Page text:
"You see what she does?"  The countess frowned.  "He is not a man."

"Lara reads everything," I continued.

"But she doesn't even read the newspapers.”

"These are my operative's observations," I said.  "Lara has an inquisitive mind, she likes to learn and explore new things..."

"The wrong things."

"She's astute at sizing things up."

"Ha!"

"Lara told my operative, and I quote, 'Money is not a substitute for family fulfillment.'"

The countess jumped up.  "Say that again, I’ll write it down."  She whipped around the large room like a tornado, found a pen and notepad, and whirled back.

"Money is not a substitute for family fulfillment," I repeated.

The countess put ink to paper.  "I see.  So why doesn't she give her money to the poor and go to work?"

In the interest of diplomacy, I skipped a passage on what Lara had told Eliza about her parents:  

She loved her father but her mother was "very programmed" and "not a good role model" and "superficial."  She told Eliza that her mother was jealous of her husband's love for their daughter and so had contrived to stick her daughter with a governess while she and the count hobnobbed around Europe with aristocratic jet-setters.  

"Our operative reports that your daughter has a good sense of humor," I said.

"She has no sense of humor," the countess spat.  "She never had a sense of humor."

"She likes Monty Python," I added.

"That is not humor," said the Countess. "It is... different."

 "Now your grandson," I said, scouring my notes.

 "Yes.  Tell me."

 "He's an expert on movies."

"I must shoot my daughter!" she hissed, teary-eyed.  "She is ruining the count's heir!"

"A very polite, well-spoken boy," I read from my notes.  "He wanted to try chewing tobacco.  Lara let him, teach him a lesson.  He turned green and ran off to be sick."

"This is a mother?"

"Toward the end of our operative's stay," I said, "some people from Connecticut arrived at the ranch.  Your daughter told made our operative that they might be 'spies disguised as a family.'  They laughed about it, but Lara said, 'I've had worse—they’re always watching me.'"

This astounded the countess. "My daughter thinks I'm spying on her?  How can she think such a thing about me?  Does she think her life is so interesting?"

There was no way to answer this. 

"Our operative is given to understand that Lara and her son will remain in Santa Fe beyond August.”

We moved to the open-air terrace for lunch.  

Our first course made me gag:  cold soft-boiled eggs in jelly.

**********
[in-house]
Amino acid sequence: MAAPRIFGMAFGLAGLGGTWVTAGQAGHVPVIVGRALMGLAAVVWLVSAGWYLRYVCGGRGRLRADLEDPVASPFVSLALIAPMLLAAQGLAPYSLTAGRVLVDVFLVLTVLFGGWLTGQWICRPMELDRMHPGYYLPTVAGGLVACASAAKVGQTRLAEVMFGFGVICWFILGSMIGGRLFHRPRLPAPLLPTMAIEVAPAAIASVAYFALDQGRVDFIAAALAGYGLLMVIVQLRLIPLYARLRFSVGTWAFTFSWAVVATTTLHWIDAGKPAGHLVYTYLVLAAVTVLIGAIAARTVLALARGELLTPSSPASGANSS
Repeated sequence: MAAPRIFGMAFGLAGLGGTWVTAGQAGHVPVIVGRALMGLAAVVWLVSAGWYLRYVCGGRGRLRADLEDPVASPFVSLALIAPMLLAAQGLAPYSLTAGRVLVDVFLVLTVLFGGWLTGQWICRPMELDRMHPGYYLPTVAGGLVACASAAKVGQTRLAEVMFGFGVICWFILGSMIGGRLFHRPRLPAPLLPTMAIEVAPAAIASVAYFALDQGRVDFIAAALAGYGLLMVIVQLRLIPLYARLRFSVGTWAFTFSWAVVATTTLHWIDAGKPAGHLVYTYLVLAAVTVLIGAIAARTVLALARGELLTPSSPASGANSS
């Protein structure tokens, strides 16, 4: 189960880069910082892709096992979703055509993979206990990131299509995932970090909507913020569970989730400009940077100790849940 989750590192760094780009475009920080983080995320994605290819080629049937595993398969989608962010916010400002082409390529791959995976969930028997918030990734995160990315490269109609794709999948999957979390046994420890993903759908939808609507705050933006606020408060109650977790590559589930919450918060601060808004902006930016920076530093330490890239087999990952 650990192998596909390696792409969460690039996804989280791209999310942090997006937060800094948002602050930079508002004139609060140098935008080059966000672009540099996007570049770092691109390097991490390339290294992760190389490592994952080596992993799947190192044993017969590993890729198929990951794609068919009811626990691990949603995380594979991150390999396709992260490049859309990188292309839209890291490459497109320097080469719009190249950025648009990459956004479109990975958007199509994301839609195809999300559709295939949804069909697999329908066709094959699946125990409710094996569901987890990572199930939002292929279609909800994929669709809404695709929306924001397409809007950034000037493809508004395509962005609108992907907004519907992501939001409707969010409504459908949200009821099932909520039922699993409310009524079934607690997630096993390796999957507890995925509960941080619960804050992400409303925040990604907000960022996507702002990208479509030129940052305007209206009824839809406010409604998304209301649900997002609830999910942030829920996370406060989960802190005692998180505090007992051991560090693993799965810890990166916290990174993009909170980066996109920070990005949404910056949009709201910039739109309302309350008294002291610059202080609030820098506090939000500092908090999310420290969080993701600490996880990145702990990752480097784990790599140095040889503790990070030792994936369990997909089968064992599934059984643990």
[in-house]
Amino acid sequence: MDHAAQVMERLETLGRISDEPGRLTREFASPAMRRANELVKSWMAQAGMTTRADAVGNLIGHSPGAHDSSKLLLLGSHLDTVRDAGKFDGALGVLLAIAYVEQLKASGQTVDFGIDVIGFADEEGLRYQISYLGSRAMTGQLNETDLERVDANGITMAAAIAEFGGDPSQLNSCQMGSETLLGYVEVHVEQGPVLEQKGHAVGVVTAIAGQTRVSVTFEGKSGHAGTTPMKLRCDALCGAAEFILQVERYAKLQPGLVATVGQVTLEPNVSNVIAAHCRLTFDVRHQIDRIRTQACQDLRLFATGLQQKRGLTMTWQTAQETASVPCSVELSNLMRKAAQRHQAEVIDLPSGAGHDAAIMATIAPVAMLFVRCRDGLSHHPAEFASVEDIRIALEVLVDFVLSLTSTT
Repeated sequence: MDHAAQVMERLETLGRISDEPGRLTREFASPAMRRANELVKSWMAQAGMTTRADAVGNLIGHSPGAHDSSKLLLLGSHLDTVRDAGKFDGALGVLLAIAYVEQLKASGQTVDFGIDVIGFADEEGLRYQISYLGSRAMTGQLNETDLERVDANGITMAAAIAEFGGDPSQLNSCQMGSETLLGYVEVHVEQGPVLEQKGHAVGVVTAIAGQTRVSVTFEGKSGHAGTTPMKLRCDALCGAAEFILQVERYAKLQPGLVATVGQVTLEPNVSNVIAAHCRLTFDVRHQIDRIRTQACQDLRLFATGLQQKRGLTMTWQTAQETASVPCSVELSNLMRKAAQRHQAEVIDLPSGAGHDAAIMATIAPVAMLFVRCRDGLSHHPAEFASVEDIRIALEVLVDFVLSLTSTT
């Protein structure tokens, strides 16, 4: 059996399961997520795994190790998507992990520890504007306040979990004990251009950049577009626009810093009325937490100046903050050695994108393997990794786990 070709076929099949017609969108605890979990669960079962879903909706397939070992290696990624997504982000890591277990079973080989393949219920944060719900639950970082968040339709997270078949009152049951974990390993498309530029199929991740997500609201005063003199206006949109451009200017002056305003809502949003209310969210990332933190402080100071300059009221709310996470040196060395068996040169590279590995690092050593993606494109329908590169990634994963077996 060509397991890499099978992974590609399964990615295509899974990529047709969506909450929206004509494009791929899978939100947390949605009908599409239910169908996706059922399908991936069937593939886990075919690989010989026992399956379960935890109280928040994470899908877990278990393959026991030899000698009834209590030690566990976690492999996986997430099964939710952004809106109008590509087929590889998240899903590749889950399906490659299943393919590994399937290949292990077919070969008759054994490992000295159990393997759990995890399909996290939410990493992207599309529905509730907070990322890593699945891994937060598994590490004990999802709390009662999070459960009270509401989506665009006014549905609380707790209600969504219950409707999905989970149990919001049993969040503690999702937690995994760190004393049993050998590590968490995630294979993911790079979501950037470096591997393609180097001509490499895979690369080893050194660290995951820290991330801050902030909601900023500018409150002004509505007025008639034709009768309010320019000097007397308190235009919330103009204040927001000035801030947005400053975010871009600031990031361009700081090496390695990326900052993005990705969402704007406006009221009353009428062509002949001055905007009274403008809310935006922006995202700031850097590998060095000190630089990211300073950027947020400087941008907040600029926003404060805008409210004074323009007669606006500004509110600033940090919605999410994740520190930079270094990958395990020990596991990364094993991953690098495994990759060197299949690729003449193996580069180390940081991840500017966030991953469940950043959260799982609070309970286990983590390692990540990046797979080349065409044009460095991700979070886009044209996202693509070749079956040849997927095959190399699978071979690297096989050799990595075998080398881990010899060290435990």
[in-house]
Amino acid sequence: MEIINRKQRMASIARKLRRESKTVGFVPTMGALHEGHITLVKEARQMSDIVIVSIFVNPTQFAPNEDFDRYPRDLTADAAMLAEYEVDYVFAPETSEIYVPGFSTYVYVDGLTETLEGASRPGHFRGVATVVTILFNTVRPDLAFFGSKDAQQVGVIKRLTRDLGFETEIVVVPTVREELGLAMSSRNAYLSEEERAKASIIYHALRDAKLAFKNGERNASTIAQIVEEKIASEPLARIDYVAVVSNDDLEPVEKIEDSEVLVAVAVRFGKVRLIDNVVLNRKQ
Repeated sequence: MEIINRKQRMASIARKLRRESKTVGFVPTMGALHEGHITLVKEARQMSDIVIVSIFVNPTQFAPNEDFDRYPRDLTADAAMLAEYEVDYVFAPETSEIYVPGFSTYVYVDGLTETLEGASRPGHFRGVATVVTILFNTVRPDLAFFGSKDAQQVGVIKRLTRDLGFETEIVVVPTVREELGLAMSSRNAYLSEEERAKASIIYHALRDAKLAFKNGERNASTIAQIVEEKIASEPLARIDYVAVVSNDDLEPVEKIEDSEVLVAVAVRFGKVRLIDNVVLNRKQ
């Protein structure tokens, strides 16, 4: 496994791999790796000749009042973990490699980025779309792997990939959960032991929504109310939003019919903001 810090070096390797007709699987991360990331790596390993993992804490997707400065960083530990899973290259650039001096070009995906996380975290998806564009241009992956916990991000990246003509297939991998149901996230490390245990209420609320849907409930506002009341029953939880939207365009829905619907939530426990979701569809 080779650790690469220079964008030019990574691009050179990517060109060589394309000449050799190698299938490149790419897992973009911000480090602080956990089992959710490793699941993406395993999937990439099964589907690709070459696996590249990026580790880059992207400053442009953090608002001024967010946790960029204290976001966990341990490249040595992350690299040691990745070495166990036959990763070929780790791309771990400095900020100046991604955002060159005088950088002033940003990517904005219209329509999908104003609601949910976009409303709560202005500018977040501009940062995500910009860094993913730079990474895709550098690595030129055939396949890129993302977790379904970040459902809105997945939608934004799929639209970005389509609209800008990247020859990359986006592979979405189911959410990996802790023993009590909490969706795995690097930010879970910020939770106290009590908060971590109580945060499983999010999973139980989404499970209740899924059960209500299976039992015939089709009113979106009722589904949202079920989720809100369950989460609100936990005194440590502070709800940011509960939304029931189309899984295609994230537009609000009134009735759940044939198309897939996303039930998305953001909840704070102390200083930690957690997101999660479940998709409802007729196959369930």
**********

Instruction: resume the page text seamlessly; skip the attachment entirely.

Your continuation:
Clearly, much was askew.

"My late husband, may he rest in peace, told me he married me because I'm so sincere," the countess finally spoke.  "Can you believe I gave birth to such a thing?"

I did not reply, but jiggled soft-boiled egg in jelly with my fork.

"I will change everything," the countess hissed.  "She will wait and wait and wait."  The countess paused.  "She should spend time in jail.  Have you thought about this?”

I wanted no part putting the IRS onto Lara.  "I don't think..." I began.

"The maestro," she said.  "We must know what the maestro thinks.  He will know the answer.  Will he come?"

"Where's your phone?"

I phoned Clair George, returned to the table.  "He's making travel arrangements."

The countess smiled for the first time since the briefing began.  "Ah, this is good news."  

 

Two days later, Clair left a phone message saying he would not be coming.  

I found him seven hours later and he sounded awful.  

"This is very embarrassing," he said.  "I was bitten by my cat.  I've got an infection or an allergic reaction or something.  I can't walk.  I haven't slept all night.  I'm on antibiotics."

"What should I tell the countess?"

"Tell her I've had a family emergency.  I’ve got to go, I feel awful.  Call me later."

First the countess was disappointed.  Then she turned cold and abrupt—and after that, dismissive.  

"I think we should close the curtains on this play,” she said.  “Finito bon soir."

"The maestro can visit next week," I said.

"Next week I have visitors."

"The week after?"

"Thank you, goodbye."

I phoned Clair to fill him in.  He sounded unwell.  

“Anything else?" he asked.

"Yeah. She wants to unleash the IRS on Lara.”

"Why?"

"She thinks it would be good for Lara’s character to spend time in prison.  And it would free up the boy to be in father’s custody."

"She wants that?"

"She wants anything that will punish her daughter."

"This really has taken a strange turn," said Clair.

 "Sure has."

 "The IRS you say?"

 "Yep."

 "Her own daughter?"

 "Uh-huh."

 "Well, f--- her."

 "My sentiments precisely."


This story should have ended there.  

I wanted it to end there.

But, breaking through his fever, Clair phoned the countess to explain his cat bite.           

"Well, thank God you're sick," she told him.  "I thought you found something else to do."


And then she renewed our theatrical production/situation comedy/soap opera for another season.